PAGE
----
Dr. Reisner is a Professor of Immunology and has served as Head of both the Immunology Department and the Center for Transplantation Biology Research at the Weizmann Institute of Science, Israel’s leading academic research institution and among the top research institutions in the world.  He also serves as Chief Scientific Consultant at Cell Source.  Overall, Cell Source’s leadership team reads a veritable “who’s who” in immunology, transplantation, oncology and more. 

In addition to Dr. Reisner, the team includes Dr. Dennis Brown as Chairman of the Board.  Dr. Brown has an extensive list of successes in drug discovery and development, including founding ChemGenex Therapeutics.  In a matter of only a few years, the company merged with an Australian company to become Nasdaq-listed ChemGenex Pharmaceuticals, which was then bought by Cephalon, which subsequently was then acquired by Teva Pharmaceuticals (NYSE: TEVA) in 2011 for $6.8 billion.

Shimrat says he sees the potential for combining immunotherapy with other therapies, including CAR-T cell therapy to one day not just result in stabilization or remission for cancer patients, but total eradication of disease.  In this quest, Cell Source is developing “Veto” Anti 3rd Party Central Memory T cell (Tcm), a next generation cell therapy treatment targeting specific patient immune system characteristics.  The technology was developed by Dr. Reisner and his team at the Weizmann Institute of Science in Rehovot, Israel and is exclusively licensed to Cell Source 

The company’s Veto Cell platform utilizes veto cells, white blood cells that are taken from either the patient or a healthy donor.  The cells are then processed with a proprietary mix of cytokines to activate their “veto” or “attacker blocking” capability and re-infused into the patient to deliver a variety of benefits, such as selective attenuation of immune response, with minimal side effects.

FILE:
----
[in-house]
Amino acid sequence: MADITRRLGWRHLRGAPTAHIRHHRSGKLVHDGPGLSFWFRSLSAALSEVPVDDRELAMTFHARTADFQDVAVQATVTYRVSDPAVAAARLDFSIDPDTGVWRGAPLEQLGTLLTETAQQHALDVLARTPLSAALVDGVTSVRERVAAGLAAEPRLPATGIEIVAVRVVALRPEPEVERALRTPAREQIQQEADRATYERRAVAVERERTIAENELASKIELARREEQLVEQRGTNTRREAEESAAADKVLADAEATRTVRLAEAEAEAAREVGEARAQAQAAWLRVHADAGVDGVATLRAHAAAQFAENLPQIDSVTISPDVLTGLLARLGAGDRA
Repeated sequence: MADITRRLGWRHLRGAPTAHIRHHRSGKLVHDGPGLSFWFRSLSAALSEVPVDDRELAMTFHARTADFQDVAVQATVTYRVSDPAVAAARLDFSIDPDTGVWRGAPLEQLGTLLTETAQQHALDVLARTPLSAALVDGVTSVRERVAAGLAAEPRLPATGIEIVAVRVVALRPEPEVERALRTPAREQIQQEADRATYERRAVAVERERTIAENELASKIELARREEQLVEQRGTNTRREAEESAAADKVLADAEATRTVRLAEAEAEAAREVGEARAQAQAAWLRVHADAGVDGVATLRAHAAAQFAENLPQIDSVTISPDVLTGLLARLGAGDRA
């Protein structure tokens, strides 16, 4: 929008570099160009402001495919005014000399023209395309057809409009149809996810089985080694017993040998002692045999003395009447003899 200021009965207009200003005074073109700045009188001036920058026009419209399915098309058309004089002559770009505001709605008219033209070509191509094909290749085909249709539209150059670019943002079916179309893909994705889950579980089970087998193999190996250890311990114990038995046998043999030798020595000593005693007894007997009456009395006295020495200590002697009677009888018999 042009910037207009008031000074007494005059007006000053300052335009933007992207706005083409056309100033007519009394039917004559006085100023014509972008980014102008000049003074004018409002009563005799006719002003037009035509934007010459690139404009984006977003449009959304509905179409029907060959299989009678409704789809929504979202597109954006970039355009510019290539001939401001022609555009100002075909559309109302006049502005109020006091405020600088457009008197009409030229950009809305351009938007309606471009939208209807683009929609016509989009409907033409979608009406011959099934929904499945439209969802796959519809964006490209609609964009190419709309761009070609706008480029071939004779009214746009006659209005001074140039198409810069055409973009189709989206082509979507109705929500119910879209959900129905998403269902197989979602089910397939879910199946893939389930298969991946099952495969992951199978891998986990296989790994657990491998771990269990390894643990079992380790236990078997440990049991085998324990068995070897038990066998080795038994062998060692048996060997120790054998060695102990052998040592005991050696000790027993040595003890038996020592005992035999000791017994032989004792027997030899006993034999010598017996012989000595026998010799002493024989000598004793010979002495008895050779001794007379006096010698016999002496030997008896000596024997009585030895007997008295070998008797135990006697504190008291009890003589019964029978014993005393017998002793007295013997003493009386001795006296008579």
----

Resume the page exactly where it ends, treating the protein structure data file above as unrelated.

Shimrat explained that the Veto Cell approach of his company is very unique because it leverages the inherent specificity of the human immune system.  The body produces millions of T cell clones for every threat, with each directed to only attack the specific target while ignoring any other threat.  The Veto Cell technology is designed to actively regulate an immune response, meaning that an individual stream of T cell clones could be “switched off” without affecting any other stream of T cell clones launched by the immune system to destroy other threats.  This makes it ideal for many uses, including bone marrow transplants to allow for partially matched donors to improve outcomes, reduce rejection rates and cases of GvHD and greatly reduce the need to aggressive use of immunosuppressant drugs.

In preclinical studies, Cell Source discovered that Veto Cells can facilitate partially mismatched bone marrow transplantations without the need for “supralethal” myoeblation, or ultra high levels of immune suppression 

“If proven in human trials, this could be a real game changer,” said Shimrat.  “It not only would greatly reduce risk in bone marrow transplants for hematological cancers, but is expandable into mismatched vital organ transplants and treatment of certain non-malignant diseases, where there is dire need because of a dearth of matched donors and high mortality rates associated with both  supralethal myoeblation and GvHD.”

Cell Source has completed pre-clinical research and is planning on commencing clinical trials late 2016/early 2017.  Given the uniqueness of the therapies and area of unmet medical need, expedited FDA pathways (i.e. Fast Track, Breakthrough Therapy, etc.) will be pursued and, if all goes well, Shimrat sees commercialization as a possibility in less than five years.

Furthermore, Cell Source has announced that it has recently filed provisional patent applications based on recent preclinical data showing that Veto Cells can be successfully combined with genetically modified T cells in a manner that allows them to overcome rejection in the absence of GvHD. Cell Source believes that combing Veto Cells with CAR-T cell therapy, for example, would allow this very promising cancer treatment to graduate from a “personalized therapy” niche of autologous treatment to a “drug like” off the shelf treatment. By increasing the persistence of CAR-T cells, a combined treatment could unlock the potential to treat large numbers of patients who suffer from both blood cancers and solid tumor cancers in a logistically and economically feasible manner. 

As Cell Source explores collaborations with CAR-T cell companies, it may be moving towards the ultimate combination therapy – a universally allogeneic cell therapy to set to eradicate the most common forms of cancer.

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Media Contact
Company Name: Cell Source Inc
Contact Person: Itamar Shimrat – CEO